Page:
Tuesday 24 May 2016

Preparing Your Kitchen for Ramadan: Making Space, Meal Planning, Grocery Shopping and Prepping Ingredients

I wrote recently about some of the things I do to prepare for Ramadan with less than a month to go. One of these was preparing the kitchen for Ramadan and some meal planning.  This can seem daunting, especially if you have small children, fussy eaters or limited space as can meal planning for the whole month. This post outlines some of the things I do and intend to do. Please do add your own suggestions in the comments so that readers can benefit:

Making Space

A week or two before Ramadan I will:

  • Go through each of your kitchen cupboards and clear out anything this is out of date. If it has a short date left, prioritise using these items up first.
  • As you go through each storage area, list what you are short on or what is finished and needs to be replaced.
  • Stock-take your freezer and see what you can use up to make space. My children made short work of the ice creams and ice lollies, so that helped.
  • Organise your freezer so that similar items are grouped and stored together and it is easy to see what you have left. 

Meal Planning 

Once you have made space, you can consider meal planning. You can plan your meals for the whole of Ramadan in one go, but it is a little easier if you do a week at a time and just spend some time looking at what is in your kitchen and what your week is going to be like so that you know how much time you have for cooking each day.

One thing that really helped me with meal planning in the past during Ramadan is to have recurring themes throughout the week, so Friday was the only day we had fried food. Saturday I tended to cook to share with neighbours or send to family (if the fast was not so long, then this would be a good day to host iftar’s also). Weekdays I had more time to undertake food preparation and cooking, so this was the day I was most likely to try complicated or special dishes. Weekends is also when the kids are most likely to fast, so I will be open to taking requests (basically cooking anything they ask for because I am anxious that they are fasting such long days). This means that your household knows what to expect and you have some guidance about what to cook on what day.

You can start by looking at what you already have in the kitchen and thinking about how you can use that. A good way to decide what to cook is also thinking about how you can vary your diet and how often you can eat what type of food. So in our home fish is a rarity and meat is eaten once a week or fortnight. Chicken and veg are used more often. I also try to alternate veg and non-veg so that we are not consuming too much meat.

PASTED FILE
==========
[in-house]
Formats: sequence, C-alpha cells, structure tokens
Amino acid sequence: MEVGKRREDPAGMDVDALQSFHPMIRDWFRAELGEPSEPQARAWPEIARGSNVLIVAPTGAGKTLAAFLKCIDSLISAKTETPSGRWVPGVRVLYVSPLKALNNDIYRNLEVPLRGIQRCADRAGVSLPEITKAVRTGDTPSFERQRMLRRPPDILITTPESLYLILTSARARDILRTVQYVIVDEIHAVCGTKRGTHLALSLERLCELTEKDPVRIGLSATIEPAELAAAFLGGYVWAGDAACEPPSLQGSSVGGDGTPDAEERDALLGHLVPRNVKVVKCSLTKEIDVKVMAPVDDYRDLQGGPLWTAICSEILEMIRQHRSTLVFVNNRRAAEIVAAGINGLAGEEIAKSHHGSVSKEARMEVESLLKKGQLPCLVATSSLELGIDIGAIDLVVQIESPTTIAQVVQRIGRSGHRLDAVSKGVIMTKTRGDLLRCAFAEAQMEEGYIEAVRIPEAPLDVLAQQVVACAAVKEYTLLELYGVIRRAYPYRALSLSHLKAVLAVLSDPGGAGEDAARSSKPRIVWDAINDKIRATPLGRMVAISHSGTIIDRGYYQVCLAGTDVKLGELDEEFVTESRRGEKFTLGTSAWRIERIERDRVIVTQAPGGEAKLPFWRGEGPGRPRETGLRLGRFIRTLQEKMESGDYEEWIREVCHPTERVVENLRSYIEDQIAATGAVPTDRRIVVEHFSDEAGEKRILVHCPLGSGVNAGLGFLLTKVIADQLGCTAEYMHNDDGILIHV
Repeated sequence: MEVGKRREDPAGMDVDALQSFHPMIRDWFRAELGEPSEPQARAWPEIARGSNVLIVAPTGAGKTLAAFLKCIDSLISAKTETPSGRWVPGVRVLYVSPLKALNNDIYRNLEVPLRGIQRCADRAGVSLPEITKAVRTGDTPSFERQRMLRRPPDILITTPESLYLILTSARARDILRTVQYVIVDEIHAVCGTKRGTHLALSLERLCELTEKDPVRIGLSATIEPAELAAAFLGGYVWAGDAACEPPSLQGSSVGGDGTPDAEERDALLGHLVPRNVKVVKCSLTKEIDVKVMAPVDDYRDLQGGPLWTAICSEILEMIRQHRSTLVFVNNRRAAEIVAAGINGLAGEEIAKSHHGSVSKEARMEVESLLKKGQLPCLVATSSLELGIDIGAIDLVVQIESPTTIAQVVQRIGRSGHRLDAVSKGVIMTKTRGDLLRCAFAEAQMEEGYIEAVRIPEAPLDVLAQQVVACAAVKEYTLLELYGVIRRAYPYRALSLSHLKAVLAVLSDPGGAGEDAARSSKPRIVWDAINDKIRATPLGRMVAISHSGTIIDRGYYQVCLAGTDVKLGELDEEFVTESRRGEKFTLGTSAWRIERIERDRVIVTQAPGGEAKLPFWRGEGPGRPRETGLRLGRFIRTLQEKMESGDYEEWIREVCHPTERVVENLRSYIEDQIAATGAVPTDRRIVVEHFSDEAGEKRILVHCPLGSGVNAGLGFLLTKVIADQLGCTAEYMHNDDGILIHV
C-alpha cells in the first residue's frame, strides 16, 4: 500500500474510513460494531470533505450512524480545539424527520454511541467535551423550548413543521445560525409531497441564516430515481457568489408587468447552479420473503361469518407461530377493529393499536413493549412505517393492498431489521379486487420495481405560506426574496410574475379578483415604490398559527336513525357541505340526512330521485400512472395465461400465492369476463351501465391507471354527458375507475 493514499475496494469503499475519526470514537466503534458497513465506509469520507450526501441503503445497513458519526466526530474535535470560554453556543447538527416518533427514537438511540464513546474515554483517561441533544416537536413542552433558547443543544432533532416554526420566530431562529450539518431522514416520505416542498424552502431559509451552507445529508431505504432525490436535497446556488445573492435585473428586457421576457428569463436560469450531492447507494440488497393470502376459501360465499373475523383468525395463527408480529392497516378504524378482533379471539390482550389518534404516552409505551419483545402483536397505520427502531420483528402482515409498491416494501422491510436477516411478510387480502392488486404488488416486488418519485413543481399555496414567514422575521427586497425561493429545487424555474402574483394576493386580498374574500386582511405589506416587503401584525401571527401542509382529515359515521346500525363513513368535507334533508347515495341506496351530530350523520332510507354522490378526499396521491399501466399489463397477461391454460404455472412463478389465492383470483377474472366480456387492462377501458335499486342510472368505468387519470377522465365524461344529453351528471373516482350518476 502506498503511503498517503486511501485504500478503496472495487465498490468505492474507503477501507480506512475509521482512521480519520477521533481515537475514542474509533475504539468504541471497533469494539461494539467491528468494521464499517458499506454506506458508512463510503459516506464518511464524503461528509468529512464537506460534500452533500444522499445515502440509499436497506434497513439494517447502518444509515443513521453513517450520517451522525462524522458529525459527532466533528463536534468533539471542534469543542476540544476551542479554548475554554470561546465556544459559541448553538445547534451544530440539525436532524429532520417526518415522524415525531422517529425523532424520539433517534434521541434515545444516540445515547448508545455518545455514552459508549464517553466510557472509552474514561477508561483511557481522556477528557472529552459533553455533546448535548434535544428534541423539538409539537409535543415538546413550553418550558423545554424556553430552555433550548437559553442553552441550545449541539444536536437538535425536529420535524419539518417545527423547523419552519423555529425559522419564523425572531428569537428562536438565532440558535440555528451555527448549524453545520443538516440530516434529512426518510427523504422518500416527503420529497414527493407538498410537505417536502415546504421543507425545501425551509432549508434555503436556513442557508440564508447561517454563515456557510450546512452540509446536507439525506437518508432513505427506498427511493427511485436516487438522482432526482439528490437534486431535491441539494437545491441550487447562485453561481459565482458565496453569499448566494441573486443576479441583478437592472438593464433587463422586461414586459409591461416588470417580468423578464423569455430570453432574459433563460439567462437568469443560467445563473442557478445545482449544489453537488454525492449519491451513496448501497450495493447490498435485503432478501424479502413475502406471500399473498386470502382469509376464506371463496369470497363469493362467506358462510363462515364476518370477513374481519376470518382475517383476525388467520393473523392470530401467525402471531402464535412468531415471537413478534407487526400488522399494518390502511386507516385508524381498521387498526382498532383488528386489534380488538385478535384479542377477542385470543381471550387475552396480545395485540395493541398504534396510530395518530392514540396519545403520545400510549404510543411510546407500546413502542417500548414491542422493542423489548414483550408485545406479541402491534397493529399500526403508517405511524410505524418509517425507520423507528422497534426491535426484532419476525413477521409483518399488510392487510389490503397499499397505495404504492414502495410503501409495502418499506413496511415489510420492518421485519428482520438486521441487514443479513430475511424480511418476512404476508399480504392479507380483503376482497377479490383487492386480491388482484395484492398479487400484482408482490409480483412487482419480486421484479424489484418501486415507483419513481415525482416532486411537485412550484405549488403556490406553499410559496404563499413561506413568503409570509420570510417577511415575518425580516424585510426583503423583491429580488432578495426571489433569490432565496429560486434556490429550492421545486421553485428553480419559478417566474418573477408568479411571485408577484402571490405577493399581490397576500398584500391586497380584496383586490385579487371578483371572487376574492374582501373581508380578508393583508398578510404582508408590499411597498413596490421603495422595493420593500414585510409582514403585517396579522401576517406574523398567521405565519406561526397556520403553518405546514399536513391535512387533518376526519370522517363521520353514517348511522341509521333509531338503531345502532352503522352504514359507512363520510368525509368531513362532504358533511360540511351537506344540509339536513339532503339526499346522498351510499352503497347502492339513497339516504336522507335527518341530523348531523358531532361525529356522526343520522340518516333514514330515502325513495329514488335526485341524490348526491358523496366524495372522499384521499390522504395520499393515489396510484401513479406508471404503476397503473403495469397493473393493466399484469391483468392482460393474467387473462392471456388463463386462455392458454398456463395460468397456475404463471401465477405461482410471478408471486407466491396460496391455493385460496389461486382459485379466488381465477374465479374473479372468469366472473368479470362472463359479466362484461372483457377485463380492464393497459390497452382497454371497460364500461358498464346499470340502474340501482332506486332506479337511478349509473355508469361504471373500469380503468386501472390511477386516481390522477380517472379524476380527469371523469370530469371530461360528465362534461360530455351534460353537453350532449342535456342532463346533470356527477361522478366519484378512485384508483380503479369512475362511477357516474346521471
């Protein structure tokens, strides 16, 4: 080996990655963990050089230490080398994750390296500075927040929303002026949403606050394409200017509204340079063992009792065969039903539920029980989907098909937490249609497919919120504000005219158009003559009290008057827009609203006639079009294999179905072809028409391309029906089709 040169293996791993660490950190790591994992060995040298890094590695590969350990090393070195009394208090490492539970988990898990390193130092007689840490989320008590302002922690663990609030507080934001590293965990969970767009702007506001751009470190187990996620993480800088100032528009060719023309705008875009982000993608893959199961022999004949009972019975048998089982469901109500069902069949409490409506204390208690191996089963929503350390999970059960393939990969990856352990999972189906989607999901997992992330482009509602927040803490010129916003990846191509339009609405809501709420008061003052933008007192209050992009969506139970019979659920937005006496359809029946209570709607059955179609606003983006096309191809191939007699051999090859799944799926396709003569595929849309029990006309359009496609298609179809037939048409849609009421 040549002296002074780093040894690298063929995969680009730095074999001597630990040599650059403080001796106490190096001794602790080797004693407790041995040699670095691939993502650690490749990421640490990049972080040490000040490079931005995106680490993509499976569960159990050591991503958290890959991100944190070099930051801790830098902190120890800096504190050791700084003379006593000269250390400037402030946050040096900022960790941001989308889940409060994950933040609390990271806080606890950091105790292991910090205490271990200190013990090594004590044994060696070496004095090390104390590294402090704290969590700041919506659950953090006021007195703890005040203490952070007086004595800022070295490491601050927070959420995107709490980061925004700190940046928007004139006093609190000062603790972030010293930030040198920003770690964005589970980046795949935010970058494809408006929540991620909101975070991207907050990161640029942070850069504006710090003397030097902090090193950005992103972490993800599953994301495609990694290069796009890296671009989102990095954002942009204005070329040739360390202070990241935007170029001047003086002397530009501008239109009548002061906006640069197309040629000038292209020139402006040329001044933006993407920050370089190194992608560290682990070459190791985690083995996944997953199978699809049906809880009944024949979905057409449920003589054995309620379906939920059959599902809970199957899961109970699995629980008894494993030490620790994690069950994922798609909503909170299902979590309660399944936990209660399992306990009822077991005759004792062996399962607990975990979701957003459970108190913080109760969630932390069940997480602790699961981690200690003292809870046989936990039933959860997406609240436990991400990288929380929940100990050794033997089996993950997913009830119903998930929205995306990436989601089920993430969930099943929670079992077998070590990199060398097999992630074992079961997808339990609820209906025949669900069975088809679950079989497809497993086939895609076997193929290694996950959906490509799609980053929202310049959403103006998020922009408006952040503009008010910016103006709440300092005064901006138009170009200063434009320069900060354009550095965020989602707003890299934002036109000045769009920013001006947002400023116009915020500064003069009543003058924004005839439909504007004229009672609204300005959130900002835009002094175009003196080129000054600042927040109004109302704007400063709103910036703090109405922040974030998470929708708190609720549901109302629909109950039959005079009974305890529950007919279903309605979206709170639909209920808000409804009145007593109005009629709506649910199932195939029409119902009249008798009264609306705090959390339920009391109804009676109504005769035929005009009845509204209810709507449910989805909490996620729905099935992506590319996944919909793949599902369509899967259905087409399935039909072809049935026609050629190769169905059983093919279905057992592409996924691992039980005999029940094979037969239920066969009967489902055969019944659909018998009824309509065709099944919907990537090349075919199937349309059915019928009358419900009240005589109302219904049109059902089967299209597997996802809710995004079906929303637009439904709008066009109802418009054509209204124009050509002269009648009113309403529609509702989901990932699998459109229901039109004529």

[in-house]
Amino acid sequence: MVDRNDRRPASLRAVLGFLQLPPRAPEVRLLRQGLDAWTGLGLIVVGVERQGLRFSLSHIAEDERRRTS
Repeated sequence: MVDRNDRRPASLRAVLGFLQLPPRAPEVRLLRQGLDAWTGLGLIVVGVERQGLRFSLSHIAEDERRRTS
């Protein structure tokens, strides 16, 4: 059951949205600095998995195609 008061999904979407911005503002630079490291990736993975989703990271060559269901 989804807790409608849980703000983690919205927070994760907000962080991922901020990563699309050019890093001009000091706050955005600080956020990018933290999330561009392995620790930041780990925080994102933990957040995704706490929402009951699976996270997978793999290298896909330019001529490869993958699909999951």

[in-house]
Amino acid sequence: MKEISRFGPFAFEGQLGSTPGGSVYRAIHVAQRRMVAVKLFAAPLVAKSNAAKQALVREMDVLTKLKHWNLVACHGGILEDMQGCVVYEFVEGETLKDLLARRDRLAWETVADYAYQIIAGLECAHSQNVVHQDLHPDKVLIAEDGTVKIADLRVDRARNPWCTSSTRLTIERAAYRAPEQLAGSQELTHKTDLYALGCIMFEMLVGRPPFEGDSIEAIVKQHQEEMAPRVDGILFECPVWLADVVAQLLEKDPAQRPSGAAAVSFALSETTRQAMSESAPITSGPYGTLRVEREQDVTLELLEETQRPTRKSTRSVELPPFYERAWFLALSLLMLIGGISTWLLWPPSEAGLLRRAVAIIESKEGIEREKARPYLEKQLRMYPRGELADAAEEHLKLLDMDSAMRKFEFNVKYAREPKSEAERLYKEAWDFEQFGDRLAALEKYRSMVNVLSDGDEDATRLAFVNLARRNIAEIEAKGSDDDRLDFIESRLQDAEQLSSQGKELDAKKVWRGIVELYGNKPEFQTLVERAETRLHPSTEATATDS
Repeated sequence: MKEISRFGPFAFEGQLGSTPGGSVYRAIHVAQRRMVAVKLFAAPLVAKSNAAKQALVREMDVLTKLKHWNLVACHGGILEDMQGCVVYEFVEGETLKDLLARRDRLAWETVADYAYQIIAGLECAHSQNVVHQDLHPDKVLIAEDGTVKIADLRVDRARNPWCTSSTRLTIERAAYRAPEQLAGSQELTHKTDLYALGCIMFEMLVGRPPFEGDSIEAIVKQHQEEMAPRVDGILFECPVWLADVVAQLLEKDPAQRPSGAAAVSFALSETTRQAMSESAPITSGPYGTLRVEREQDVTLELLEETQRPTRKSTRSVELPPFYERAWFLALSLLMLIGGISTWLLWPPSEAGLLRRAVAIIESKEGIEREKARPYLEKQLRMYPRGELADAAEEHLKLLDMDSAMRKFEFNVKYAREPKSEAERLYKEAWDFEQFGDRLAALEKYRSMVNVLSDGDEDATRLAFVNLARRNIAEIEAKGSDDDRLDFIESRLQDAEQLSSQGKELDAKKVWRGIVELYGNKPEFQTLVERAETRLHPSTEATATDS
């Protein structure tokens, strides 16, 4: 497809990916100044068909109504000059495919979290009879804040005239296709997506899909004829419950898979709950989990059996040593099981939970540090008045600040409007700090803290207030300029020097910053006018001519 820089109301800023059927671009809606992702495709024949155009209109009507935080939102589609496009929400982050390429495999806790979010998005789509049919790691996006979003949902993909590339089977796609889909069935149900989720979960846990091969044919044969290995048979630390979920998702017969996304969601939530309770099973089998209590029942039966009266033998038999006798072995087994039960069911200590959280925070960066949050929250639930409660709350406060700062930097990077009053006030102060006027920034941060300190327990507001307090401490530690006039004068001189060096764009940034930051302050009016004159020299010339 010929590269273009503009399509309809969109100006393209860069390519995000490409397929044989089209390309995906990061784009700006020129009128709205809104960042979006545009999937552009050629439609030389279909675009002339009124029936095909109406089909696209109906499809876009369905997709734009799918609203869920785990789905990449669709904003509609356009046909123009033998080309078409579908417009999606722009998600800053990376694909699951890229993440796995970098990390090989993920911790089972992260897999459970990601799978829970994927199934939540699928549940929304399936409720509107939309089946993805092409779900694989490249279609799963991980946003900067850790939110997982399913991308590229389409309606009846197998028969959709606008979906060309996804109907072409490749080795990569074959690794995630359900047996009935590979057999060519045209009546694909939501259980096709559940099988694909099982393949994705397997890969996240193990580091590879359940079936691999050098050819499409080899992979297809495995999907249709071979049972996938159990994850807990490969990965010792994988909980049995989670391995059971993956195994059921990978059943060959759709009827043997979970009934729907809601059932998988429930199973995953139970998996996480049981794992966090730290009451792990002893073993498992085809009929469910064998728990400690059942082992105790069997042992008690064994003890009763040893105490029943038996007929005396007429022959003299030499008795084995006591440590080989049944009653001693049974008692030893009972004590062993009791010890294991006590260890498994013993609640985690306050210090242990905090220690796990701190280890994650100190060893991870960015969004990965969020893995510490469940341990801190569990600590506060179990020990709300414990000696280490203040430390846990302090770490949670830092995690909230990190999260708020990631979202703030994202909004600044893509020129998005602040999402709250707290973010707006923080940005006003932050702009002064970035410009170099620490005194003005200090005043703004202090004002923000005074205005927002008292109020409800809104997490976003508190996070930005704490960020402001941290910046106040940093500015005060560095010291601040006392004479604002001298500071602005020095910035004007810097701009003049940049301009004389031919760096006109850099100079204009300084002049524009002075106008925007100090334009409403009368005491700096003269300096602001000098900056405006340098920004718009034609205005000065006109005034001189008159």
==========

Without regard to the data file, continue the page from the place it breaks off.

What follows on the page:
This year I have been listing all of the things I want to try and saving recipes, so I can just pick items off and add them through the days of the month in advance. Then when I look at my meal plan a week at a time, I can decide if I want to keep or change the dishes I have suggested.

Another option is to add a day for leftovers so that everything left in the fridge can be used up. I like mid week for this rather than at the end when I have more time to cook. If I serve up leftovers, I try to make them appealing by presenting them nicely or using them in something else such as shredding leftover tandoori chicken and using it in sandwiches, shawarma, chicken pasta or stir-fried veg and noodles.

Once you have plotted on which days you would like to make which dish, you can add any additonal items you need to your shopping list for the week or month. You can also prep some of the ingredients in advance if they will store well through the week, e.g. chopping and freezing spinach, or marinating and freezing trays of baked chicken or lamb chops if you know you will be hosting that week.

The main thing with meal planning is to be disciplined and stick with what you have planned and shopped for. I find that on the day I will have a hankering for something other than what is planned and then run to the shops for ingredients I don’t have and then probably spend longer in the kitchen than planned. I am going to allow myself to do this on one or two occasions if I really crave something, otherwise I will try to stick to what is planned insh’Allah